“To be honest, that’s the type of game the last couple of years that we wouldn’t win,” McGuigan said. “To beat them just shows that everyone has buy-in now. It just shows how we’ve changed the culture here.”
Two weeks ago, Manchester bounced back from the Napoleon loss to win against East Jackson. McGuigan had one of his biggest games with eight catches for 106 yards and two touchdowns.
East Jackson coach Joe Niehaus said McGuigan is one of the most complete receivers he’s coached against.
“He runs great routes and catches virtually everything thrown to him,” Niehaus said. “On top of that, he is a threat to go the distance after the catch every single time.”
Manchester has conference games remaining against Michigan Center, Hanover-Horton, and Grass Lake. The Dutchmen are a top-10 team in Division 7 playoff points and are sitting nicely as they attempt to get back into the postseason.
“Ever since Coach Pack came here, it’s been drilled into us to trust the process,” McGuigan said. “We’re still far from where we could be as a team.”
Doug Donnelly has served as a sports and news reporter and city editor over 25 years, writing for the Daily Chief-Union in Upper Sandusky, Ohio from 1992-1995, the Monroe Evening News from 1995-2012 and the Adrian Daily Telegram since 2013. He's also written a book on high school basketball in Monroe County and compiles record books for various schools in southeast Michigan. E-mail him at [email protected] with story ideas for Jackson, Washtenaw, Hillsdale, Lenawee and Monroe counties.
PHOTO Manchester receiver Jaxon McGuigan holds on to the ball while Addison defenders take him out of bounds. (Photo by Mark Ball, courtesy of the Manchester football program.)
Separated by 527 travel miles – whether over Mackinac Bridge or around Lake Michigan, the Novara family celebrated nearly parallel football successes this fall.
At Portland, John Novara completed his 25th season as head coach leading the Raiders to a 12-1 record – their best since finishing Division 5 runner-up in 2018, and a second-straight Capital Area Activities Conference White championship on the way to reaching the Division 4 Semifinals.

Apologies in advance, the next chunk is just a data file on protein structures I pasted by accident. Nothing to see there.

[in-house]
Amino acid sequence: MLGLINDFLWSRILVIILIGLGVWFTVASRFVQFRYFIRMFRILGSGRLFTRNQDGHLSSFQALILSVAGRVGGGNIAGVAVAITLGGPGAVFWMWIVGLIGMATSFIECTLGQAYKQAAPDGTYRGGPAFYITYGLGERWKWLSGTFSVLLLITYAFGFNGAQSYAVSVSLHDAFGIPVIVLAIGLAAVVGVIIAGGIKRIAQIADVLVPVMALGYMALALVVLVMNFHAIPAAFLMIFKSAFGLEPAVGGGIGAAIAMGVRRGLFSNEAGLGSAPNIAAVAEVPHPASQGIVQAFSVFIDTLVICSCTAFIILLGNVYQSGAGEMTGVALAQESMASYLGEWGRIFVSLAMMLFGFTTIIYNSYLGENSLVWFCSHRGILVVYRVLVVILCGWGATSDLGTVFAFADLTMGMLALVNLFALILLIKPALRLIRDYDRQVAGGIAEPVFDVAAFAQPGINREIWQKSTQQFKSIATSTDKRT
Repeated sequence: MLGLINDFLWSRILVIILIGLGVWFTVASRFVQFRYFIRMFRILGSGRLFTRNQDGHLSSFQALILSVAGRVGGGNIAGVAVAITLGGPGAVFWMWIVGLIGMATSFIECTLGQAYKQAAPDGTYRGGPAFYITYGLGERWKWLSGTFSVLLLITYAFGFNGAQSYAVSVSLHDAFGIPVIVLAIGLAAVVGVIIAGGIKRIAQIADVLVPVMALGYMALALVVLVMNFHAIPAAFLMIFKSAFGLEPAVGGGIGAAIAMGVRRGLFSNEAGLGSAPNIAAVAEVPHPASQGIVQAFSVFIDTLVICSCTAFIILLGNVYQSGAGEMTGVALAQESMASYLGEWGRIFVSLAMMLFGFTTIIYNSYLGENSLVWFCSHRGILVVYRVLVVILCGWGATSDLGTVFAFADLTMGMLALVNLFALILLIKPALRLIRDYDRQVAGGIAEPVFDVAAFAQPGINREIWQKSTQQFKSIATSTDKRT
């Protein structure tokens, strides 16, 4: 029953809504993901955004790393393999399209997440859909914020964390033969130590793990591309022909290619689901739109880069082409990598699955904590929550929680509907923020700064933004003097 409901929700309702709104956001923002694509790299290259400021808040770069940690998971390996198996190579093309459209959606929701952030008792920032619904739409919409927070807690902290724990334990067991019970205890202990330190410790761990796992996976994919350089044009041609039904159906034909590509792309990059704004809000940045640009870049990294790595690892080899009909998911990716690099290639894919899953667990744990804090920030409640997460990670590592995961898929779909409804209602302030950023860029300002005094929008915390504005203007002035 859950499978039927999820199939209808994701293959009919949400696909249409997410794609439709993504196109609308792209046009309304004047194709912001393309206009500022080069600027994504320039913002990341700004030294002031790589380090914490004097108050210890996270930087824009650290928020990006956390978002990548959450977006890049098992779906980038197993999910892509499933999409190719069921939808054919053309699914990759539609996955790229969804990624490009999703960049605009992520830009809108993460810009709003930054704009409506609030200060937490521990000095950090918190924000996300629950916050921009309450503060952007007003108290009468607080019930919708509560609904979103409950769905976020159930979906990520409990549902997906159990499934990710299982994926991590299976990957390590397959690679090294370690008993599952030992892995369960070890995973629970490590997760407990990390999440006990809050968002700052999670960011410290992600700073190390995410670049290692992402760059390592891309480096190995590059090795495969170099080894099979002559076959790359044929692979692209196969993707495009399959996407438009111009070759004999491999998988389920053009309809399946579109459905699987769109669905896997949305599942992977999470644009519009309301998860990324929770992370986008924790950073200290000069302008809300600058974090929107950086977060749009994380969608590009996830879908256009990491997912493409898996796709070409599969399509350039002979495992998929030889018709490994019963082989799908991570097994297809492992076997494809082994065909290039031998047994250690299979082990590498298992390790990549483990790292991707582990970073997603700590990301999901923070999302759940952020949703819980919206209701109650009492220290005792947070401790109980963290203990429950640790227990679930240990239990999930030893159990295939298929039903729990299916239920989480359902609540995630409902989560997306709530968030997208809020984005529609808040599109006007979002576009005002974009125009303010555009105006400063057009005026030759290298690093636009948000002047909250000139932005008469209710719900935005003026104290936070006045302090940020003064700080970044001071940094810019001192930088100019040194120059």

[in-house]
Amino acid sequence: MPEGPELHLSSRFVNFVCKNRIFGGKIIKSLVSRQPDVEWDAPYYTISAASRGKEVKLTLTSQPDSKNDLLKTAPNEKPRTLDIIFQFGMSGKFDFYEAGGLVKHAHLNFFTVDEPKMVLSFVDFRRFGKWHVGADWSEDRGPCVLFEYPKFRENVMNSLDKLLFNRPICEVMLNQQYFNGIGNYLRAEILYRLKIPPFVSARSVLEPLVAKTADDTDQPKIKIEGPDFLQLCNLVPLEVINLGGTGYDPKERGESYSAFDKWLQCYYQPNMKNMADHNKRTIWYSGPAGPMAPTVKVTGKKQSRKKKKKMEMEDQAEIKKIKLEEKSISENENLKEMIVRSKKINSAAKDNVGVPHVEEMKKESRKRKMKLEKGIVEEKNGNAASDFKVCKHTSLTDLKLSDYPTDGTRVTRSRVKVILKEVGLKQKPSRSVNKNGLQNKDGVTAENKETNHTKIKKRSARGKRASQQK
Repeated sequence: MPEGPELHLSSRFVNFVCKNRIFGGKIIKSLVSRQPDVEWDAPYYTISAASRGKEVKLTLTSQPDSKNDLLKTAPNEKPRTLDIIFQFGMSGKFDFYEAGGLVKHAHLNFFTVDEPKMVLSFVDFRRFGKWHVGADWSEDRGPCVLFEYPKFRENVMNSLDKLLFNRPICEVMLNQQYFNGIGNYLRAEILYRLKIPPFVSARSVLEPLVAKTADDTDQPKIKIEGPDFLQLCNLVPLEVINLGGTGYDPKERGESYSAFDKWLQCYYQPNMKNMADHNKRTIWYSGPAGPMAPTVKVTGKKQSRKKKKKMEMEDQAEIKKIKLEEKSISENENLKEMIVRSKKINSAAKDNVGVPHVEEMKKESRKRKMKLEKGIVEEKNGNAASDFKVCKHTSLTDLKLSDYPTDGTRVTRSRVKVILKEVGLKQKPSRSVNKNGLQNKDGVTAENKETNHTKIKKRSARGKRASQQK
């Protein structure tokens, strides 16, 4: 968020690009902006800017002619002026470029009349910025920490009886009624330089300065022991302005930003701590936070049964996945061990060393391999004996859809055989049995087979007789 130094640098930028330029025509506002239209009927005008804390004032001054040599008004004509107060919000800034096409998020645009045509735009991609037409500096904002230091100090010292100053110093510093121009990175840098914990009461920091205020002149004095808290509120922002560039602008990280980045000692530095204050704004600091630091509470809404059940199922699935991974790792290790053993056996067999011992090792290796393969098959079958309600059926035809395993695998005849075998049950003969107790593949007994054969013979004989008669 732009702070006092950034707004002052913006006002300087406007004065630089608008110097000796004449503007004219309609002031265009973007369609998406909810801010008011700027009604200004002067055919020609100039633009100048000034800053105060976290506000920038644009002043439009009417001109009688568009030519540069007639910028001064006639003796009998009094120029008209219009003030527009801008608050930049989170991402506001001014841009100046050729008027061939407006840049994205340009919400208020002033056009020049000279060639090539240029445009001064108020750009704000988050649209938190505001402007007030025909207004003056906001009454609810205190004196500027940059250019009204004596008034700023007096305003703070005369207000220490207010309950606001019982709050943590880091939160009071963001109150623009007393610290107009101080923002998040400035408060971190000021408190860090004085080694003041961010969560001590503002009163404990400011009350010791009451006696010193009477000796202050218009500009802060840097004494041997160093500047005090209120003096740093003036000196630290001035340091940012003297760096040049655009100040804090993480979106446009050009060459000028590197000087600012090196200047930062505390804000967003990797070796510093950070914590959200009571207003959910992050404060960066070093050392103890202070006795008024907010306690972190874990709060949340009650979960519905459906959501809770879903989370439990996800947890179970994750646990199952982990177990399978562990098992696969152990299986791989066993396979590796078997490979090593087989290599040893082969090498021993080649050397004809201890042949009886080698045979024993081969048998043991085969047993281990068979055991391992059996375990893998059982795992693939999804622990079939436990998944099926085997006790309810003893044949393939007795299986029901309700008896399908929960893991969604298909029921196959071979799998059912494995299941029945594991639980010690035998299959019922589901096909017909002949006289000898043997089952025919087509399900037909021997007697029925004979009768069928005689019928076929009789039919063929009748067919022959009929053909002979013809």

At Kingsford, fifth-year coach Mark Novara led the Flivvers to a 10-2 record – their best since posting the same in 2004. Kingsford shared the Western Peninsula Athletic Conference Copper title and won a Division 5 District title, its first District championship since 2009.
John Novara graduated from Iron Mountain in 1989, and younger brother Mark graduated from Kingsford in 1993.
Similarly parallel, both teams were quarterbacked by Novaras. Dominic Novara directed the Raiders’ attack, and cousin Nic Novara led the Flivvers. Both are juniors. (Mark Novara was a Division III All-American at quarterback at Lakeland College in Wisconsin.)
One more connection: Portland athletic director Kevin Veale quarterbacked the Iron Mountain teams with John Novara as tight end long before they worked together downstate. Veale’s nephew Garrett Veale was a standout two-way lineman for Mark Novara and Kingsford this fall.
Small gesture, memorable connection
Dante DeGrazia’s senior season was sadly short-lived this fall, as he suffered a season-ending injury during the first half of South Lyon East’s opening game against White Lake Lakeland at Michigan Stadium.
But an official provided a memory the DeGrazias will not forget.
Chris Curtis had begun his 16th season as an official earlier that day at U-M, and stuck around to watch the Lakes Valley Conference matchup. A month later, he was officiating the East/Warren Mott game, and made sure to check in with DeGrazia – a small gesture, but a meaningful one as well and another reminder of the interconnectedness of communities within educational athletics.
“When he heard my son wasn't able to play anymore, needed surgery and that he was a senior, he offered him kindness and a hug on the field,” Dante’s mother Dana DeGrazia wrote to East athletic director Greg Michaels. “As a parent whose son is going through a rough time dealing with losing his senior season, hearing this story from Dante means a lot to me and the support that was given to him and I wanted to reach out and tell him thank you.”
PHOTOS (Top) Kingsford football coach Mark Novara, far left, quarterback Nic Novara and Portland coach (and uncle) John Novara celebrate the Flivvers' District title. (Middle) South Lyon East's Dante DeGrazia (33) and official Chris Curtis meet for a quick hug during East's Week 5 game. (Photos courtesy of the Portland football program and DeGrazia family, respectively.)